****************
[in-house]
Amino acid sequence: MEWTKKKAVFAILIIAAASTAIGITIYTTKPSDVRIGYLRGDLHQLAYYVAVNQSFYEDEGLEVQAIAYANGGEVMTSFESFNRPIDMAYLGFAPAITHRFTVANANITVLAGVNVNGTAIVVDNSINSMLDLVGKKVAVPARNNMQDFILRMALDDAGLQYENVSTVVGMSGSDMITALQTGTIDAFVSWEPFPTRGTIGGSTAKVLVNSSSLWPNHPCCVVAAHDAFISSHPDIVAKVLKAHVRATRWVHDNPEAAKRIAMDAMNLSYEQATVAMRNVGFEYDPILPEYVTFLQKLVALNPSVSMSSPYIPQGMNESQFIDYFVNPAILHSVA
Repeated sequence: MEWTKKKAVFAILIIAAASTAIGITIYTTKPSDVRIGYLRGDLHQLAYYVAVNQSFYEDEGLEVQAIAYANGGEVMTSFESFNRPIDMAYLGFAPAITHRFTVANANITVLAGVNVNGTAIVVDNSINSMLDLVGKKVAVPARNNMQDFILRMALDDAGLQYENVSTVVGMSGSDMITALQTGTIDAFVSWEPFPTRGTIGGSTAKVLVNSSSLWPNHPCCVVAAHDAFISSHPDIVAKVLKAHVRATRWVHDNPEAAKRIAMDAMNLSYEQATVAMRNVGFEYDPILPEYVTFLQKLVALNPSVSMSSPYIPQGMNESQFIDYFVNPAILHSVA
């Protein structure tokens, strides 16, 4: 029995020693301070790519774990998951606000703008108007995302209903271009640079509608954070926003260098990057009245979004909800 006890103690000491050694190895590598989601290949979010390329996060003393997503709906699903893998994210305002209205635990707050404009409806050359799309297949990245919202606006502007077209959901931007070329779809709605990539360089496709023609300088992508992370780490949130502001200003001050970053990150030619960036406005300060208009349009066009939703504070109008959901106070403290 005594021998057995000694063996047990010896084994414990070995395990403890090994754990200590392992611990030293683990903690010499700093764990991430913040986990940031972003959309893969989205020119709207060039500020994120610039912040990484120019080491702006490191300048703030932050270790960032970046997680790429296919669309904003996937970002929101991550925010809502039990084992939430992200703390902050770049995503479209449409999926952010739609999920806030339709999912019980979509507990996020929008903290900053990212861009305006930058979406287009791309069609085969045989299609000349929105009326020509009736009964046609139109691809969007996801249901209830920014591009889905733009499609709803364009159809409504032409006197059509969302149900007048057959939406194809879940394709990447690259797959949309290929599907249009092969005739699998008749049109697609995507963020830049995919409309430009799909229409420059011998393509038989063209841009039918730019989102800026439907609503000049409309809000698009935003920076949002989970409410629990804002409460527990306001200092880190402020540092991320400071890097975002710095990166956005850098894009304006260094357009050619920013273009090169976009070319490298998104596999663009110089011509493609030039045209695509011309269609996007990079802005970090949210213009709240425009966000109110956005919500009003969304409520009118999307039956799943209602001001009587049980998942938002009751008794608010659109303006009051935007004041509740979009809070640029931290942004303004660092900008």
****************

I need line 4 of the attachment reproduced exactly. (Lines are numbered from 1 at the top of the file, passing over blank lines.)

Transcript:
């Protein structure tokens, strides 16, 4: 029995020693301070790519774990998951606000703008108007995302209903271009640079509608954070926003260098990057009245979004909800 006890103690000491050694190895590598989601290949979010390329996060003393997503709906699903893998994210305002209205635990707050404009409806050359799309297949990245919202606006502007077209959901931007070329779809709605990539360089496709023609300088992508992370780490949130502001200003001050970053990150030619960036406005300060208009349009066009939703504070109008959901106070403290 005594021998057995000694063996047990010896084994414990070995395990403890090994754990200590392992611990030293683990903690010499700093764990991430913040986990940031972003959309893969989205020119709207060039500020994120610039912040990484120019080491702006490191300048703030932050270790960032970046997680790429296919669309904003996937970002929101991550925010809502039990084992939430992200703390902050770049995503479209449409999926952010739609999920806030339709999912019980979509507990996020929008903290900053990212861009305006930058979406287009791309069609085969045989299609000349929105009326020509009736009964046609139109691809969007996801249901209830920014591009889905733009499609709803364009159809409504032409006197059509969302149900007048057959939406194809879940394709990447690259797959949309290929599907249009092969005739699998008749049109697609995507963020830049995919409309430009799909229409420059011998393509038989063209841009039918730019989102800026439907609503000049409309809000698009935003920076949002989970409410629990804002409460527990306001200092880190402020540092991320400071890097975002710095990166956005850098894009304006260094357009050619920013273009090169976009070319490298998104596999663009110089011509493609030039045209695509011309269609996007990079802005970090949210213009709240425009966000109110956005919500009003969304409520009118999307039956799943209602001001009587049980998942938002009751008794608010659109303006009051935007004041509740979009809070640029931290942004303004660092900008």